It must have been so pleasant to stroll down the pier on a warm day, it is such a shame that they are not viable enough to build them today.
This shows the Switchback with the tide almost in.  All that salt water licking away at those wooden supports.  They didn't even look painted did they?  However, they must have treated the wood with something to protect it.
Here we have another photo of the pier, taken from The Leas.  Off in the distance is H.M.S. Drake, but why it was anchored out there is anybody's guess.
This one was taken in 1910, on a day that I wouldn't have liked to have been on the end of the pier!
It's hard to believe that the structure could have stood up to rough sea like this, but it did.  It was fire that destroyed it.
I was very thrilled to receive this picture of the Victoria Pier just after the dreadful fire which destroyed it.  The photo was sent to me by Martin Easdown, who wrote the book "Victoria's Golden Pier" which I have been trying to get my hands on, but it is out of print, and have had no luck finding a copy so far.
A good view of the pier entrance, with a couple of elegant looking ladies out for a stroll.
This photo also shows a nice looking yacht, which I believe was also available for hire.  Probably cost more than the rowing boats though.

Was this one The Gertie?  I am not sure.
This is a nice clear photo of the Switchback Railway isn't it?  Isn't it thoughtful of them, just in case someone looked at it and wondered what the heck it was, they wrote 'Switchback' on the back of it!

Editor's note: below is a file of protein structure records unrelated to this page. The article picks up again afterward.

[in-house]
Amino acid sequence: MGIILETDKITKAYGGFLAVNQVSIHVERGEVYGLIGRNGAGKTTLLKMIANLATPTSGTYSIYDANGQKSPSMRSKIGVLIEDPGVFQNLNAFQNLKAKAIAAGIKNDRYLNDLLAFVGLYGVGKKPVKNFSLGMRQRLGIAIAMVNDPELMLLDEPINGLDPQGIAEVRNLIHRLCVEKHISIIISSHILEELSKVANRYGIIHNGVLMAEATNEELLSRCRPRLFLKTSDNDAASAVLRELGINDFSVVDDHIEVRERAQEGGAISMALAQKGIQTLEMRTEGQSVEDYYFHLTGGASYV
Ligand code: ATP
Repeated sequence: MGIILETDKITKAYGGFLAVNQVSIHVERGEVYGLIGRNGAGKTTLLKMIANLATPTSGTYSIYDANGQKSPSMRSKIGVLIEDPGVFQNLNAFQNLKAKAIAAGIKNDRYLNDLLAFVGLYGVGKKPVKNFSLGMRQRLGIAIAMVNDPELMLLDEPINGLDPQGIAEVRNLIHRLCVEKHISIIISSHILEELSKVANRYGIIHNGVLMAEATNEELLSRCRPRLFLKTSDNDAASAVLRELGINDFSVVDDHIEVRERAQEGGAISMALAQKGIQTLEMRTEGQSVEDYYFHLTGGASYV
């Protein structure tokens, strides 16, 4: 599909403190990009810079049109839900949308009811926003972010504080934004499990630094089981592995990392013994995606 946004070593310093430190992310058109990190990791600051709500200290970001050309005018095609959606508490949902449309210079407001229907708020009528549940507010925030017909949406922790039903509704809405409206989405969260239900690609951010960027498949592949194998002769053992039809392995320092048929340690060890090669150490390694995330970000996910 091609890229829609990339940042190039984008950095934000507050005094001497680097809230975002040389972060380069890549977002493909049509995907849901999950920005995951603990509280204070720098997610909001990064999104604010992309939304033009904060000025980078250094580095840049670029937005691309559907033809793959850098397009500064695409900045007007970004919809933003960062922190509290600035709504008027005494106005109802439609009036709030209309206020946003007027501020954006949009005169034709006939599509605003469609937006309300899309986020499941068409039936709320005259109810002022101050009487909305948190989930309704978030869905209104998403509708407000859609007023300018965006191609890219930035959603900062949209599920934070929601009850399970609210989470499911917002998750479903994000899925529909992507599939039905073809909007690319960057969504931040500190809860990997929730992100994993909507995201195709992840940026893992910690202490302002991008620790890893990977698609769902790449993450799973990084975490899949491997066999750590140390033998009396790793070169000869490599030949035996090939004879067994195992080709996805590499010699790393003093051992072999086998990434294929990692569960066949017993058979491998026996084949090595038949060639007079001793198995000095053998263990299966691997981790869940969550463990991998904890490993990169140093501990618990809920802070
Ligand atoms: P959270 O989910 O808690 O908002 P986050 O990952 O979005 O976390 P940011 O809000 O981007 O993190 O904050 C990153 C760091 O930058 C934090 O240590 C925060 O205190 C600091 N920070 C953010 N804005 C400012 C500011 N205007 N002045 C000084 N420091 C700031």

You can see there is a car on the track waiting for passengers, and down at the bottom end, it looks like the man whose job it would have been to switch the car to the other track.
This card was sold on board one of the Flushing Line of ferries.  They made frequent trips over to Flushing in the Netherlands, and there was space on the back of these cards to write the name of the ship, and whether you were on your way there or back, and could post it to your relatives on board the boat.

It still didn't shed any light on what those little square things were down there though!
Oh my goodness!  This was not a day you would choose to go for a ride on the Switchback!  If you were wondering what happened to it when the sea got rough, you have your answer!

However, this was taken in 1907, it survived another eleven years after this!

Why is that man standing there?  Is he crazy?
As you can see, you could have had a little twirl around the outdoor skating rink too if you wished!
With a magnifying glass, I could just make out the words 'Blue bird' on the advertisement at the pier entrance.
This is a very interesting card, it was mailed back home by a fellow who was very excited because he had just landed himself a job as a Skating Instructor at the rink .

I don't blame him for being excited do you?  All day long he had sun, sand, sea and got to hold pretty young ladies up on their feet - and get paid for it!  Very nice! :-)

This photo dates from 1911, which gives us a rough idea of when the skating rink was in operation.

The sign at the pier entrance reads 'Pictures Daily at 3' & another time that I can't read, which I think would mean that the Pavilion had a cinema.
And here they are!!  I wonder if he was one of these fine people?

The card is very poor quality, probably made on the cheap by the operators of the skating rink.

I didn't crop the picture like I usually do, because I wanted you to see what was written on the bottom.  It says: "Skating taught Free by the above 7 Instructors.  No charge whatever is made for lessons, and gratuities are not allowed".

So I guess our friend above didn't make anything on tips!
and here it is again, in full use- it was called the Olympia Skating Rink, and didn't it look like fun?  However, I don't think I would have wanted to roller skate in a long skirt, but I see many of the women, the instructor included wore them mid calf - much more sensible, and gave the gentlemen a little thrill to glimpse the sight of an ankle!